Doom also wears too many influences on its sleeve. The opening feels too reminiscent of 1982’s The Thing, and we get clear allusions to the work of HP Lovecraft as well.

The basic premise – and all those 1920s renditions of characters – keeps the viewer with Doom for a little while. However, these elements fail to become enough to make this a consistently enjoyable 90 minutes of superhero material.

The Disc Grades: Picture B+/ Audio B+/ Bonus B-

Batman: The Doom That Came to Gotham appears in an aspect ratio of 1.78:1 on this Blu-ray Disc. This turned into an appealing presentation.

Sharpness worked fine. A little stylistic softness emerged, but the movie offered good delineation and accuracy as a whole.

Jaggies and moiré effects also remained absent, and the image lacked edge haloes or artifacts. In addition, print flaws were a non-factor and didn’t appear at any point.

In terms of colors, Doom went with a subdued palette that favored moody greys, greens, reds and ambers. The tones looked solid, as they showed positive richness and vivacity.

Blacks were deep and tight, while shadows showed nice clarity. Across the board, the image worked well.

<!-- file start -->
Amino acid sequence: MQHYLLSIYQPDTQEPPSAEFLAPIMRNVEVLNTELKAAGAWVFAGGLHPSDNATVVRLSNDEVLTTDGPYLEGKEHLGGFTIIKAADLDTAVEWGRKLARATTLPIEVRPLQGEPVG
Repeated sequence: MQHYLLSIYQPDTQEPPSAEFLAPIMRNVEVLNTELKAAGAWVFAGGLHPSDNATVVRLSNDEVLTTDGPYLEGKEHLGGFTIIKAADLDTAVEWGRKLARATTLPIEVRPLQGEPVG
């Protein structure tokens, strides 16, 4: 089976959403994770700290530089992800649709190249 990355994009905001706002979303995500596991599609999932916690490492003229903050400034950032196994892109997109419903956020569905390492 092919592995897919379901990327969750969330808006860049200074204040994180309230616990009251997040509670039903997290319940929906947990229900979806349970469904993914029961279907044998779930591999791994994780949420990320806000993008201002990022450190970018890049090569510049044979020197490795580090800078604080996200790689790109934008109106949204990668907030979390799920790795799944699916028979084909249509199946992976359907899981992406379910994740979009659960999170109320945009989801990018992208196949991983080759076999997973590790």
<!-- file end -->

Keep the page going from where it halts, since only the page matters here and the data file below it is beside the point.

I thought the DTS-HD MA 5.1 soundtrack of Doom opened up the comic book material well. The forward channels brought out the majority of the audio, but the entire package added a lot to the movie. Music presented strong stereo imaging, while effects cropped up in logical spots and blended well.

The surrounds also contributed good information. For the most part, these reinforced the forward channels, but they also contributed a fair amount of unique material.

These instances mainly occurred during bigger action scenes. The back speakers brought out a nice sense of space and environment.

Audio quality always satisfied. Speech was warm and natural, without edginess or other issues.

Music sounded lively and full, while effects displayed good definition. Those elements seemed accurate and dynamic. All of this led to a positive presentation that deserved a “B+”.

As we head to extras, we open with an audio commentary from co-director Sam Liu, writer Jase Ricci, DC Creative Director Mike Carlin and producer Jim Krieg. All four sit together for this running, screen-specific look at the source and its move to the screen, visual design, influences, music, casy and performances, and related domains.

In general, the commentaries for DC direct-to-video animated movies tend to feel mediocre, and this one follows that pattern. On the positive side, the participants remain active, engaged and lively throughout the chat.